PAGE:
What’s just as impressive is the way he carries himself, from his humble acceptance of the attention he gets to the drive he displays on the ice. He’s a player’s player – even opponents love him, and that’s because he’s not only an amazing talent, but he does things the right way. I’ve said that he’s right out of central casting in terms of a No. 1 overall pick, and even that may be understating it – I’m not sure you could even ask for someone this perfectly suited for the role he’s playing.
Focusing on Olie and Alex, however, makes it easy to overlook the accomplishments of the rest of our roster. I was always disappointed to hear commentators this season talk about Alex’s accomplishments in light of a lack of talent around him. Had they not noticed the tremendous all-around season Dainius Zubrus had? Or what about the fact that, when given the opportunity, Chris Clark was a 20-goal scorer?
|Jamie Heward, Chris Clark, Matt Pettinger and Shaone Morrisonn celebrate |
Opportunity is a key theme in evaluating our personnel this season. We were able to put a number of players in situations they had never been in before. Matt Pettinger and Brian Willsie, players who had limited minutes in the past, showed that they could be scorers at this level. Brian Sutherby displayed not only a bit of a scoring touch, but also an ability to play against the opposition’s top line. Sutherby and Pettinger were two players we drafted and were patient with in their development. Jeff Halpern
fit well in the captain’s role and had a career-best 33 assists. He didn’t have his scoring touch all year, but when we were playing our best hockey he had six goals in the last 11 games. Most importantly, Jeff continued to prove that he could be counted on in every situation on the ice and was a good leader on a young team.
We really had four lines that could contribute every night. Sutherby’s line, with Ben Clymer and Matt Bradley, was a great example. I loved watching these guys work every night. Even when their efforts didn’t result in a goal, they were giving their all and usually giving the opponent fits. Matt even played games with a broken foot. Brooks Laich
is another guy who fit right in and quietly put up more than 20 points.
Defensively, we discovered a pair of veteran players in Jamie Heward and Bryan Muir. And two former first-round picks – Steve Eminger and Shaone Morrisonn – showed that they could shoulder 20-plus minutes every night. The sight of Steve and Shaone hopping over the boards is one I’m sure our fans will take comfort in as they continue to develop into our defensive leaders. Remember, Steve is just 22 years old, while Shaone is 23.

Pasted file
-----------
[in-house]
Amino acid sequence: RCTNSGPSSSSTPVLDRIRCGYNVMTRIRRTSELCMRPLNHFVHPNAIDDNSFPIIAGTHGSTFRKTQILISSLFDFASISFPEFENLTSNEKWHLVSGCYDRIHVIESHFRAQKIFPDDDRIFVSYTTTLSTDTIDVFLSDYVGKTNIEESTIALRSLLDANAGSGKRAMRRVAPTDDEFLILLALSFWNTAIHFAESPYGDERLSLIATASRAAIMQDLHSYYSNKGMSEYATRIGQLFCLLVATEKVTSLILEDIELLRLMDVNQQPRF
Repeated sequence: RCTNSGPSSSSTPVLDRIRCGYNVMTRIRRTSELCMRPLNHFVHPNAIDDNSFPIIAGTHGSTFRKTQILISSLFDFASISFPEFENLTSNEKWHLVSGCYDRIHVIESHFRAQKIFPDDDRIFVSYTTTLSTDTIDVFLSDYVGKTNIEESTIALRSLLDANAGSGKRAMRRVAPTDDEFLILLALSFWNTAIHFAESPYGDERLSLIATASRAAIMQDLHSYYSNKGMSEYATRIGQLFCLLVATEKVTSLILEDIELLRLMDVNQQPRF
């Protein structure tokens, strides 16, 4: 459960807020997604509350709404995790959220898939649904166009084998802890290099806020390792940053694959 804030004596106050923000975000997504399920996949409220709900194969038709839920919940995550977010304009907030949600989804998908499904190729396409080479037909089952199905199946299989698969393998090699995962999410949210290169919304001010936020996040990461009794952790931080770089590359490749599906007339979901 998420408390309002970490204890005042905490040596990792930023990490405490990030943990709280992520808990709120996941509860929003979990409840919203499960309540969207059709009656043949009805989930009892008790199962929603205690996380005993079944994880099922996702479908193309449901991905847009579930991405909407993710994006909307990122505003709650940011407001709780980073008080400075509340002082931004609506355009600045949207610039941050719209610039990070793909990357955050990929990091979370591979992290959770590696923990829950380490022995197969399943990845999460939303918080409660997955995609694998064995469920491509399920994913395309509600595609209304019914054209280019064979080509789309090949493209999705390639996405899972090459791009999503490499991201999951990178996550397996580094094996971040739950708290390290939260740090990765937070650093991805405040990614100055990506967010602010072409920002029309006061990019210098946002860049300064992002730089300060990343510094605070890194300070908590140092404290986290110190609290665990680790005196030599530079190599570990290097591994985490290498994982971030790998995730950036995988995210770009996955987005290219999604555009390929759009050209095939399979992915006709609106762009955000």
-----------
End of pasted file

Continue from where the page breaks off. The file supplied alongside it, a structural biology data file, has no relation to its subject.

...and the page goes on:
What’s more, we got to see a lot of young players who will play big roles in Washington in the future. Eighteen players laced them up for both the Capitals and Hershey Bears in 2005-06, and a number of those players are helping the Bears make a push for the Calder Cup right now.
|Eric Fehr shows tenacity going after a loose puck |
When we saw Mike Green
in training camp, we thought we had found one of the best young defensemen we had seen in a long, long time. That was reinforced by his selection to the AHL All-Rookie Team – the first Caps prospect ever to earn that honor. I was blown away by his presence, skating and confidence with the puck in the playoff game I went to see.
Eric Fehr scored goals in bunches for the Bears, and had a pretty one that sealed Game 4 of their playoff series. Kris Beech and Tomas Fleischmann were big scorers as well. Boyd Gordon has been a tremendous penalty killer and defensive gem, too.
There are some intriguing young guys who we haven’t had a real look at in Hershey yet. Jeff Schultz
, a first-round pick in the same draft that brought us Ovechkin and Green, could make his pro debut in the second round of the AHL playoffs. Then there’s local product Stephen Werner and a couple of college players who we recently signed: Jamie Hunt and Matt Stefanishion.
Even further in the future, we’ve got five picks in the first two rounds in this summer’s draft. Two of those are in the first round, including the No. 4 overall pick. Some of those could be impact players, and they give us flexibility as well – we’ve stockpiled assets that will help us down the road as either prospects or in potential trade discussions.
For all our optimism, however, we are not blind to our shortcomings. This year’s team struggled on special teams, and those are weaknesses upon which we have to improve. We played 42 one-goal games this season and lost two-thirds of them. Conversely, had we lost only one-third of those games, we would have been challenging for a playoff spot. Improved special teams would go a long way to turning some of those losses into wins.
How we go about improving the team has been a matter of much conjecture on the message boards, in my email inbox, in the media and elsewhere. I’ll reiterate: We like the progress we saw during the course of this season, and I wouldn’t expect us to deviate from the plan we have set in motion. The plan is in place and it is working, and we have to maintain our patience and stay the course, while being open-minded to opportunities as they present themselves.
That said, we know next fall’s team will look different from the one that won its last three games. That’s a fact of life in today’s NHL – and, really, something that needs to happen for us to improve.
We know that Alexander Semin